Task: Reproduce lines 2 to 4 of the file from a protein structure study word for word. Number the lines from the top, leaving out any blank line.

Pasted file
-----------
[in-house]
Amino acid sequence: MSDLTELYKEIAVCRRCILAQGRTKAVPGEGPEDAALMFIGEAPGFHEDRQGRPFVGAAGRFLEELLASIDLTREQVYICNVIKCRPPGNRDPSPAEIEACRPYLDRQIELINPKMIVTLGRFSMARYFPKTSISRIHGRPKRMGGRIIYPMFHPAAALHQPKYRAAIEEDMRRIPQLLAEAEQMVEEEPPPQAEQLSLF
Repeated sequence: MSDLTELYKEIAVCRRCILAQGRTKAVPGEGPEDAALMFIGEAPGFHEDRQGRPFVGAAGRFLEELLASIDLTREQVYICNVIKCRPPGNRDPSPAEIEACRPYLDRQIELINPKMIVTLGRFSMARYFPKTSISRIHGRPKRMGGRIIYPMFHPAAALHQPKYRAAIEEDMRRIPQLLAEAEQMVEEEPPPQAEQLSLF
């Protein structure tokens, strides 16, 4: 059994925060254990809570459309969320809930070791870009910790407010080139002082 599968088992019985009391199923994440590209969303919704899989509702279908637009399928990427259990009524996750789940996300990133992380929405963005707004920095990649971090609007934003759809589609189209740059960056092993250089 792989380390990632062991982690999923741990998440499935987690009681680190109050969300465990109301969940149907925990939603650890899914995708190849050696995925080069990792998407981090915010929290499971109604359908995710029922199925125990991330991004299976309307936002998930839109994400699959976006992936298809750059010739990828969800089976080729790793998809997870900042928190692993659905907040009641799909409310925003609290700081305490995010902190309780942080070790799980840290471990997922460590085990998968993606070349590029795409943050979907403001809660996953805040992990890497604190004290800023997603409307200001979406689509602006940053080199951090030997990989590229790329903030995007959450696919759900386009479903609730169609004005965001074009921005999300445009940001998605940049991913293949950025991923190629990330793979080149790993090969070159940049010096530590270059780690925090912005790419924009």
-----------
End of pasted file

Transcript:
Amino acid sequence: MSDLTELYKEIAVCRRCILAQGRTKAVPGEGPEDAALMFIGEAPGFHEDRQGRPFVGAAGRFLEELLASIDLTREQVYICNVIKCRPPGNRDPSPAEIEACRPYLDRQIELINPKMIVTLGRFSMARYFPKTSISRIHGRPKRMGGRIIYPMFHPAAALHQPKYRAAIEEDMRRIPQLLAEAEQMVEEEPPPQAEQLSLF
Repeated sequence: MSDLTELYKEIAVCRRCILAQGRTKAVPGEGPEDAALMFIGEAPGFHEDRQGRPFVGAAGRFLEELLASIDLTREQVYICNVIKCRPPGNRDPSPAEIEACRPYLDRQIELINPKMIVTLGRFSMARYFPKTSISRIHGRPKRMGGRIIYPMFHPAAALHQPKYRAAIEEDMRRIPQLLAEAEQMVEEEPPPQAEQLSLF
């Protein structure tokens, strides 16, 4: 059994925060254990809570459309969320809930070791870009910790407010080139002082 599968088992019985009391199923994440590209969303919704899989509702279908637009399928990427259990009524996750789940996300990133992380929405963005707004920095990649971090609007934003759809589609189209740059960056092993250089 792989380390990632062991982690999923741990998440499935987690009681680190109050969300465990109301969940149907925990939603650890899914995708190849050696995925080069990792998407981090915010929290499971109604359908995710029922199925125990991330991004299976309307936002998930839109994400699959976006992936298809750059010739990828969800089976080729790793998809997870900042928190692993659905907040009641799909409310925003609290700081305490995010902190309780942080070790799980840290471990997922460590085990998968993606070349590029795409943050979907403001809660996953805040992990890497604190004290800023997603409307200001979406689509602006940053080199951090030997990989590229790329903030995007959450696919759900386009479903609730169609004005965001074009921005999300445009940001998605940049991913293949950025991923190629990330793979080149790993090969070159940049010096530590270059780690925090912005790419924009």